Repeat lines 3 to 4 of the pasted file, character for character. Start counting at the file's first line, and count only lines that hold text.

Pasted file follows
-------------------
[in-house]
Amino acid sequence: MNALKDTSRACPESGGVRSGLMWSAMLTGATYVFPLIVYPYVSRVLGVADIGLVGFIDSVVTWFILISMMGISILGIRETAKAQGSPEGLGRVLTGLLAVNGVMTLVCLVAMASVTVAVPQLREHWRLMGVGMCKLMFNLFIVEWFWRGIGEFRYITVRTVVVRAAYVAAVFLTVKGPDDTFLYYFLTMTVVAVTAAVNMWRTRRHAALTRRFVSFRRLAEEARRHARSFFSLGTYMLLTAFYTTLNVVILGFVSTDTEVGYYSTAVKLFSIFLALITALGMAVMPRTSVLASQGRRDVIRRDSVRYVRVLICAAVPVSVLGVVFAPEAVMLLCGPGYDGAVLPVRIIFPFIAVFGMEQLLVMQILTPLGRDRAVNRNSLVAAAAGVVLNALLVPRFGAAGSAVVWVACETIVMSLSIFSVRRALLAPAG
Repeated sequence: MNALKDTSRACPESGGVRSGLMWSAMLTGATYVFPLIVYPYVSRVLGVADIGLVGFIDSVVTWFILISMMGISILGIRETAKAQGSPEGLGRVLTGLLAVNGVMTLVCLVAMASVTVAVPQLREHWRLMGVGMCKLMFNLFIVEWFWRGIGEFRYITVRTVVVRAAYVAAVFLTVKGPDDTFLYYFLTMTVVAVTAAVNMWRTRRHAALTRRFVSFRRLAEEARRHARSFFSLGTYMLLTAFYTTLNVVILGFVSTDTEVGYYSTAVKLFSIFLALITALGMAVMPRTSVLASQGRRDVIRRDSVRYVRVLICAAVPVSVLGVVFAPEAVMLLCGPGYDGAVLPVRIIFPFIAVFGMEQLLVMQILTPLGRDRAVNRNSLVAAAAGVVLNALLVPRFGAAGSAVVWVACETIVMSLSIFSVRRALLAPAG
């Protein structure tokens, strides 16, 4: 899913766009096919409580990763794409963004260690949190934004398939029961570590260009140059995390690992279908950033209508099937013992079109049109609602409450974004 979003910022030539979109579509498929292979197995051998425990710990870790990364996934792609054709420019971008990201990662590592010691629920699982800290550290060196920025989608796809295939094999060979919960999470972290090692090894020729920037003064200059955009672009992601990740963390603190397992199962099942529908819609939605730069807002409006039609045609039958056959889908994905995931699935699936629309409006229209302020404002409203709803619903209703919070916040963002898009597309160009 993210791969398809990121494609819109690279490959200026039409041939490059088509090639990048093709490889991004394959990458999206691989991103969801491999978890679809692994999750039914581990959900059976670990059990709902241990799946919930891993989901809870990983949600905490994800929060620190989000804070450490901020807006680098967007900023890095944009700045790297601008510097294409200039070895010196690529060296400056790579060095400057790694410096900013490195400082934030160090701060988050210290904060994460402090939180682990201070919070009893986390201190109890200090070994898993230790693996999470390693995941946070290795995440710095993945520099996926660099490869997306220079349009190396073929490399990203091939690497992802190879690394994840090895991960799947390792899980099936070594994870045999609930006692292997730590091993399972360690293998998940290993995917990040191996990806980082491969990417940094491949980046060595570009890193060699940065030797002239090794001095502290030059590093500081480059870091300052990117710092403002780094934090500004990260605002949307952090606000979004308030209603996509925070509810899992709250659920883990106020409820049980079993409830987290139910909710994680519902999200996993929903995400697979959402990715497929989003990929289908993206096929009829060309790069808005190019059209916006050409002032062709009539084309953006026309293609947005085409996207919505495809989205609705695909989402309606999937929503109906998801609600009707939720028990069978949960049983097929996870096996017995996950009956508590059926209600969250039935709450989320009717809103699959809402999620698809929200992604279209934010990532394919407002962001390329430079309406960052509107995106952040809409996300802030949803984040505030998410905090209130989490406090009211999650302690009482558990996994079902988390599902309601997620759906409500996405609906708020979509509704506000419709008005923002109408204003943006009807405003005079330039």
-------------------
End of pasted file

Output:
Repeated sequence: MNALKDTSRACPESGGVRSGLMWSAMLTGATYVFPLIVYPYVSRVLGVADIGLVGFIDSVVTWFILISMMGISILGIRETAKAQGSPEGLGRVLTGLLAVNGVMTLVCLVAMASVTVAVPQLREHWRLMGVGMCKLMFNLFIVEWFWRGIGEFRYITVRTVVVRAAYVAAVFLTVKGPDDTFLYYFLTMTVVAVTAAVNMWRTRRHAALTRRFVSFRRLAEEARRHARSFFSLGTYMLLTAFYTTLNVVILGFVSTDTEVGYYSTAVKLFSIFLALITALGMAVMPRTSVLASQGRRDVIRRDSVRYVRVLICAAVPVSVLGVVFAPEAVMLLCGPGYDGAVLPVRIIFPFIAVFGMEQLLVMQILTPLGRDRAVNRNSLVAAAAGVVLNALLVPRFGAAGSAVVWVACETIVMSLSIFSVRRALLAPAG
């Protein structure tokens, strides 16, 4: 899913766009096919409580990763794409963004260690949190934004398939029961570590260009140059995390690992279908950033209508099937013992079109049109609602409450974004 979003910022030539979109579509498929292979197995051998425990710990870790990364996934792609054709420019971008990201990662590592010691629920699982800290550290060196920025989608796809295939094999060979919960999470972290090692090894020729920037003064200059955009672009992601990740963390603190397992199962099942529908819609939605730069807002409006039609045609039958056959889908994905995931699935699936629309409006229209302020404002409203709803619903209703919070916040963002898009597309160009 993210791969398809990121494609819109690279490959200026039409041939490059088509090639990048093709490889991004394959990458999206691989991103969801491999978890679809692994999750039914581990959900059976670990059990709902241990799946919930891993989901809870990983949600905490994800929060620190989000804070450490901020807006680098967007900023890095944009700045790297601008510097294409200039070895010196690529060296400056790579060095400057790694410096900013490195400082934030160090701060988050210290904060994460402090939180682990201070919070009893986390201190109890200090070994898993230790693996999470390693995941946070290795995440710095993945520099996926660099490869997306220079349009190396073929490399990203091939690497992802190879690394994840090895991960799947390792899980099936070594994870045999609930006692292997730590091993399972360690293998998940290993995917990040191996990806980082491969990417940094491949980046060595570009890193060699940065030797002239090794001095502290030059590093500081480059870091300052990117710092403002780094934090500004990260605002949307952090606000979004308030209603996509925070509810899992709250659920883990106020409820049980079993409830987290139910909710994680519902999200996993929903995400697979959402990715497929989003990929289908993206096929009829060309790069808005190019059209916006050409002032062709009539084309953006026309293609947005085409996207919505495809989205609705695909989402309606999937929503109906998801609600009707939720028990069978949960049983097929996870096996017995996950009956508590059926209600969250039935709450989320009717809103699959809402999620698809929200992604279209934010990532394919407002962001390329430079309406960052509107995106952040809409996300802030949803984040505030998410905090209130989490406090009211999650302690009482558990996994079902988390599902309601997620759906409500996405609906708020979509509704506000419709008005923002109408204003943006009807405003005079330039």